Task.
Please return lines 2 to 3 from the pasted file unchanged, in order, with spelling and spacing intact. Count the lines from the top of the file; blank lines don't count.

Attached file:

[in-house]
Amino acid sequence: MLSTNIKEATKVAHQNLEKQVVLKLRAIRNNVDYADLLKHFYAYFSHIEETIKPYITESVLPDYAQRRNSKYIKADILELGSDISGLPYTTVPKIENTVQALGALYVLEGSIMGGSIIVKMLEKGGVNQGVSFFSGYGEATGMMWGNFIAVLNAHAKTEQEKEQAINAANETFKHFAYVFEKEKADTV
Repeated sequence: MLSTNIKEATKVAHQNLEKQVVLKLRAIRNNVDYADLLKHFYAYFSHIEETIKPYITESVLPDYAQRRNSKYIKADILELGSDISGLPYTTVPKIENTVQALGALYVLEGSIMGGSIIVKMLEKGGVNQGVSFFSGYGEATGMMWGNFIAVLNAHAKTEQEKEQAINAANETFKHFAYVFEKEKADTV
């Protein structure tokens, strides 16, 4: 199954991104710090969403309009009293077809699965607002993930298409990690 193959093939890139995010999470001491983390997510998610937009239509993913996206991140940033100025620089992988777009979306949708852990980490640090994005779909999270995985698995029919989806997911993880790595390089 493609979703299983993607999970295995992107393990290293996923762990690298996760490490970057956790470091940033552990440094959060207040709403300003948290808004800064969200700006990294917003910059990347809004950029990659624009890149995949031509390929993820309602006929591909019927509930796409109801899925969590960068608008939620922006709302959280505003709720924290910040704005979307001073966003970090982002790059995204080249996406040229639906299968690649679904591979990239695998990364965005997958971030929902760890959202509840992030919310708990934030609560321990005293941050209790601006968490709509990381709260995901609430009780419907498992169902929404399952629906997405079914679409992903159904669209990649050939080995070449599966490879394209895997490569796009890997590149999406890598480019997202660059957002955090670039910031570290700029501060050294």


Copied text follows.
Amino acid sequence: MLSTNIKEATKVAHQNLEKQVVLKLRAIRNNVDYADLLKHFYAYFSHIEETIKPYITESVLPDYAQRRNSKYIKADILELGSDISGLPYTTVPKIENTVQALGALYVLEGSIMGGSIIVKMLEKGGVNQGVSFFSGYGEATGMMWGNFIAVLNAHAKTEQEKEQAINAANETFKHFAYVFEKEKADTV
Repeated sequence: MLSTNIKEATKVAHQNLEKQVVLKLRAIRNNVDYADLLKHFYAYFSHIEETIKPYITESVLPDYAQRRNSKYIKADILELGSDISGLPYTTVPKIENTVQALGALYVLEGSIMGGSIIVKMLEKGGVNQGVSFFSGYGEATGMMWGNFIAVLNAHAKTEQEKEQAINAANETFKHFAYVFEKEKADTV